Author: Joseph Nechvatal --- Date: 09/18/96 --- Copyright: ThingReviews NYC

"I have far too long dragged a body around with me."
Joseph Beuys

Welcome to Bodies© INCorporated ( The building elements at your disposal are ASCII text, simple geometric forms, TEXTures, and low resolution sound. Bodies built become your personal property, operating in and circulating through public space, free to be downloaded into your private hard drive/communication system at any time. The MOO/WOO functions as an institution through which your body gets shaped in the process of identity construction that occurs in, and mutually implicates, both the symbolic and material realms.

Legal aspects : The aesthetic code is strictly enforced at Bodies© INCorporated, although the Board will take into consideration proposals for stylistic divergence at all times. By joining the Bodies© INCorporated community you have agreed to abide by a principle of radical dissent. This means that you retain the right to dissent, and to remain dissenting, in any activities in which you must choose to participate.

The figure, that semblance of the human body is a mode of representation that endures throughout the history of art. After all, personal existence has its locus in one's own body, even as one's disembodied consciousness is voluntarily aimed at that which is not your body. In Bodies© INCorporated the body as focus remains evident even in the digital realm, where the repression of the meat-body takes a freer turn, an apparent valorization of Plato's intellect and accompanying devaluation of the palpable.

As the locus of one's being, embodiedness is central to art as an object of representation. In the Bodies© INCorporated project, embodiedness of the digit-body is the locus which mediates between the sensible apprehension of particulars and the intellectualization of universal conditions. The digit-body is a motif--a trope--of the entirety of the self, and in its numericalization of the body is the site of and metaphor for the disintegration of the modern notion of the self. Which self? As Robert C. Solomon notes, "The self in question is no ordinary self, no individual personality, nor even one of the many heroic or mock-heroic personalities of the early nineteenth century. The self that became the star performer in modern European philosophy is the transcendental self, or transcendental ego, whose nature and ambitions were unprecedentedly arrogant, presumptuously cosmic, and consequently mysterious. The transcendental self was the self--timeless, universal, and in each one of us around the globe and throughout history." (Robert C. Solomon, "Continental Philosophy Since 1750: The Rise and Fall of the Self" Oxford: Oxford University Press, 1988, p. 4)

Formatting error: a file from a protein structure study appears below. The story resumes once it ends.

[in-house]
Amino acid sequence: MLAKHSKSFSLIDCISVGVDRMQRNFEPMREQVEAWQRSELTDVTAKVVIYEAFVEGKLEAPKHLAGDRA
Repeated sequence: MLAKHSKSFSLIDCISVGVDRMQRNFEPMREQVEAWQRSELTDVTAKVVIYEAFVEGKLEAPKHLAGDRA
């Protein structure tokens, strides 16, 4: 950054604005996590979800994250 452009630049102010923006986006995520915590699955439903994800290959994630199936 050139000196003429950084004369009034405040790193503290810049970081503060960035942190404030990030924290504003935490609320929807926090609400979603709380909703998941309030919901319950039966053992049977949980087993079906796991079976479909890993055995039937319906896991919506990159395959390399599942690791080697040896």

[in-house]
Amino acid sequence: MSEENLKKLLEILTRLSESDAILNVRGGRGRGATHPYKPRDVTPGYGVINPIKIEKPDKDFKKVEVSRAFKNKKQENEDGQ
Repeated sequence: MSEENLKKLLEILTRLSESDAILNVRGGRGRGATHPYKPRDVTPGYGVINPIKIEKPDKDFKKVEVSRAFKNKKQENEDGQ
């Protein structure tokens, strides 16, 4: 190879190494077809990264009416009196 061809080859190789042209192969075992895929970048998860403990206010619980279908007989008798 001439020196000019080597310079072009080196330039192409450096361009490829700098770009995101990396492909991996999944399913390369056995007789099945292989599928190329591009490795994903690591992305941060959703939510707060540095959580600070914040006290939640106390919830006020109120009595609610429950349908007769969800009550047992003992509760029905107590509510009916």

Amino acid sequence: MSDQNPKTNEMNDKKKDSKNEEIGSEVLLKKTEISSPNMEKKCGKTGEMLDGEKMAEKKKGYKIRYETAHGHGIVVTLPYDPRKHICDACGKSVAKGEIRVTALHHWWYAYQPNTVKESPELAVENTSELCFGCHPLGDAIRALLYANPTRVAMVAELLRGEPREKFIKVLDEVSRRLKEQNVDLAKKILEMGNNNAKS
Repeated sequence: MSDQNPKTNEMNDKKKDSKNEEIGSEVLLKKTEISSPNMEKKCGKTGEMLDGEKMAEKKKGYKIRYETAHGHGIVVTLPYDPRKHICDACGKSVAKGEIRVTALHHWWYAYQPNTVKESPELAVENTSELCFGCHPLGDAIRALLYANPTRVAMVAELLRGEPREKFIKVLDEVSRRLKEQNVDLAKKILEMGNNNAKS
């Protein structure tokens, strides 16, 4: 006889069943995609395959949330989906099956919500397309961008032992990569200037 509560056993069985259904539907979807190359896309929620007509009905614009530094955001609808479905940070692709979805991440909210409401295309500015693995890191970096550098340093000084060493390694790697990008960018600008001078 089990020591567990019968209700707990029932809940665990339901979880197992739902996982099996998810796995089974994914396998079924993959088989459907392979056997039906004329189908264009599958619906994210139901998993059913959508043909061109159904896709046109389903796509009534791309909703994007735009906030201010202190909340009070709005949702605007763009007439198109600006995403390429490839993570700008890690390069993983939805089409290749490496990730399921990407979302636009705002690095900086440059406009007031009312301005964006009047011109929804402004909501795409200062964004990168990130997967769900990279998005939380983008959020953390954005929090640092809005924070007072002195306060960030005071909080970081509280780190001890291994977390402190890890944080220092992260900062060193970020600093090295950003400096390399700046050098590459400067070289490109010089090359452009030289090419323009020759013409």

The body in Bodies© INCorporated then is a negative space denoting the bodies former presence. In this respect it reminds me of the epistemology of Baroque emblem book images from the seventeenth century where the representations personify aspects of the era in which they are rendered. Also evoked is the absence which appears in the negative hand prints in the grottos of the European Paleolithic. Given this reference to the absent body near the beginning of art, its digital appearance now is unexceptional. It would be unexceptional if the flesh in art is regarded simply as figurative in dialectic with nonfigurative concepts. But in Bodies© INCorporated the anthropomorphic figure serves, as in Postmodernism, a troubadour of decadence relative to modernist formalist nonfiguration, where figurative art is eclipsed by reductivist purism. In Bodies© INCorporated the figure endures, to be sure, but not as an avant-garde motif. This is not possible after art's turn to abstraction in Suprematism and Constructivism, through Abstract Expressionism and post-painterly abstraction and Conceptualism. No, the body is no longer the locus of the trope of progress. Just the opposite.